Clinical and Economic Benefits of Healing Diabetic Foot Ulcers With a Rigid Total Contact Cast
- 0 Comments
- 5342 reads
A smaller portion of insufficient use is due to lack of trained clinicians who are able to apply a TCC.18
The aforementioned phenomenon has piqued this author’s interest in thoroughly analyzing the protocol/pathway driven model for healing DFU, and how it relates to facilities’ and clinicians’ financial motivations in choosing a particular route for healing DFU.
The approach for managing a DFU at a wound center is shown in Figure 5. Pressure relieving options in an ambulatory patient include: diabetic shoes, modified pressure relieving shoes, foam/felt footwear, Charcot Rigid Orthotic Walkers (CROW) boots, modified removable casts, cam walkers, and TCC.
Figure 6 shows the current recommended pathway for optimal offloading and the application of TCC.
In the past, approximately 25% of all patients with diabetes qualified for a TCC at initial presentation to the author's clinic, as indicated in this model. The clinics viewed qualified candidates as patients with a DFU who: 1) are not infected; 2) have adequate arterial flow; 3) do not have significant edema or pain; 4) have gait stability; 5) have no automobile driving issues, or any patient safety hazards/compliance issues; 6) have Wagner 1 or 2 ulcers. It should be noted that the majority of DFU patients referred to this clinic present with poor vascular status and/or infections. Patients with adequate vascular status and no infection make likely candidates for TCC; for many practices, as high as 80% of DFU patients would be good candidates for TCC.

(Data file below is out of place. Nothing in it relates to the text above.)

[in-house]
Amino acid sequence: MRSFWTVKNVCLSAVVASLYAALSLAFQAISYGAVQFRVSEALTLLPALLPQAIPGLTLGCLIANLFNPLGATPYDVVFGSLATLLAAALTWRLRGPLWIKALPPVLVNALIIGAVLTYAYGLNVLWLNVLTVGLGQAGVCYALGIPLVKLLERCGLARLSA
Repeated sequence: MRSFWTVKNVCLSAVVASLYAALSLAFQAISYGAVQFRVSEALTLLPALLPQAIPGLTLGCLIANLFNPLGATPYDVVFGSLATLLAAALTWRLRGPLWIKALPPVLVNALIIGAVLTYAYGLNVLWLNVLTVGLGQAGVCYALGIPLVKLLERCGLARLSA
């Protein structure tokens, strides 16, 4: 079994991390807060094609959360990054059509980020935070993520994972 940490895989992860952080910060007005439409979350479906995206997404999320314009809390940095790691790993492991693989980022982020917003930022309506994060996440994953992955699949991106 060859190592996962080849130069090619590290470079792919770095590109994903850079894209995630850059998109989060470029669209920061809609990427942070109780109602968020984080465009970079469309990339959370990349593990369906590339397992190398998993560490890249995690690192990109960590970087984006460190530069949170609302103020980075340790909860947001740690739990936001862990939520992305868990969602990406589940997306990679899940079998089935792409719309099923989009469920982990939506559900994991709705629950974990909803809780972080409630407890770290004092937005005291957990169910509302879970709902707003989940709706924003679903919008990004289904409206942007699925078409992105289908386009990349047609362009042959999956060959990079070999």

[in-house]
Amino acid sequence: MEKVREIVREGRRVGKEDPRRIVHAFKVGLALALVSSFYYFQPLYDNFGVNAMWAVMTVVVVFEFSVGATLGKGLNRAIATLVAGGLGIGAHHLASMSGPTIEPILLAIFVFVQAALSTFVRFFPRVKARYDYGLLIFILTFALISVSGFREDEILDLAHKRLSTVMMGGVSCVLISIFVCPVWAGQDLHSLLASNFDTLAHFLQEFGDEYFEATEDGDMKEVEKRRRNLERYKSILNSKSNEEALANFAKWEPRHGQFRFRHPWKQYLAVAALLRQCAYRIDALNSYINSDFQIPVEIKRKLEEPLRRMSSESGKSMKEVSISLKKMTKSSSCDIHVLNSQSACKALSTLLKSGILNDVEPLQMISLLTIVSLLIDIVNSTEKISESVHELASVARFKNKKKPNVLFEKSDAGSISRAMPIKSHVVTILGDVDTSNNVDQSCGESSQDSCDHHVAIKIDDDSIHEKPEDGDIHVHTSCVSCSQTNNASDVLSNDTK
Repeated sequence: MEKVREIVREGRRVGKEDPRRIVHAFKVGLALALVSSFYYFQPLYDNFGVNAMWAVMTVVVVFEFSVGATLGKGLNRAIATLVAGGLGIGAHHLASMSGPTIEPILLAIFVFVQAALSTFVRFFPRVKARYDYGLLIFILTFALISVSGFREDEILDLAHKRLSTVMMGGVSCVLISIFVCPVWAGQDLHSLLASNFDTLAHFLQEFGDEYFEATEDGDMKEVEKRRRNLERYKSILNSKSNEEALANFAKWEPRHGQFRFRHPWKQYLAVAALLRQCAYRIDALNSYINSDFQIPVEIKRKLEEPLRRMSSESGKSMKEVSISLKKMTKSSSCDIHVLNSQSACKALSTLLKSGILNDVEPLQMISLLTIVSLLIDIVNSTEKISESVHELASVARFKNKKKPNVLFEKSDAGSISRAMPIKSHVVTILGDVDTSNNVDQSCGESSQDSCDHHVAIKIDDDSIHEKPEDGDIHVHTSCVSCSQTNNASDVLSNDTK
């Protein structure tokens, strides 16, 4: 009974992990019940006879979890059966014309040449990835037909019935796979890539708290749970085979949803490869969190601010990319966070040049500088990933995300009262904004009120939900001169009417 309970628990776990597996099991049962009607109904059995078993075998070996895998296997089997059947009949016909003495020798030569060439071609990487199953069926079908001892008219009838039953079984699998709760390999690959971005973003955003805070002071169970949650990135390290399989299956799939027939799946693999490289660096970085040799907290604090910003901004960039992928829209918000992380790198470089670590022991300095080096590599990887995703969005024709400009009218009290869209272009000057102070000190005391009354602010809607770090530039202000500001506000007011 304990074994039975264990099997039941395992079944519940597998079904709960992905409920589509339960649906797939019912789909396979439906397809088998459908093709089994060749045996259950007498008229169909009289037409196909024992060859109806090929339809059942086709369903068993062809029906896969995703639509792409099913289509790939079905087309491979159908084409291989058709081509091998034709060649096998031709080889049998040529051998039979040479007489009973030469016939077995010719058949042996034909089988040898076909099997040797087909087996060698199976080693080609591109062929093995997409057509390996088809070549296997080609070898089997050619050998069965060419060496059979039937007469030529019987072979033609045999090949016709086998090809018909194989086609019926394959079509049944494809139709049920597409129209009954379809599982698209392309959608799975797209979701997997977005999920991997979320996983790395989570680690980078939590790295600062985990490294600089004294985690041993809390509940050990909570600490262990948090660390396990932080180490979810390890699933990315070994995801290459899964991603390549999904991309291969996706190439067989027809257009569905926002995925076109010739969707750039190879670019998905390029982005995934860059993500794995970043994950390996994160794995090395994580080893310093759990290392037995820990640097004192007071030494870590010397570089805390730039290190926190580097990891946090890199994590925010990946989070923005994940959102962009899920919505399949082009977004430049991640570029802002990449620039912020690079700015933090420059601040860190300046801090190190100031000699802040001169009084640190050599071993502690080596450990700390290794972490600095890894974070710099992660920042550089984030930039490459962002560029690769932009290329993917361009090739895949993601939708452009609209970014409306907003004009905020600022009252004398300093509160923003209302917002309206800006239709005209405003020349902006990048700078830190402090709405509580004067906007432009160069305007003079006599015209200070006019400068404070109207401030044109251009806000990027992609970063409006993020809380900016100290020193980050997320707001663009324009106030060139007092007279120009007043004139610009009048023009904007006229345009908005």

Additional patients can be reconsidered for TCC after other interventions have been completed, such as infection control or vascular surgery. The TCC will reduce edema, so those patients can be casted, with the first cast change in 2–3 days to maintain adequate fitting. To address stability, a cane or walker could be added, which allows these patients to be casted. Finally, the patient needs to enlist family, friends, and community resources to help them through the treatment process, and to maximize their ability to heal. It is much easier to enlist help for a few weeks, rather than decades after losing a limb.
Based on this clinical pathway (Figure 6) and reimbursements, a clinic model was developed.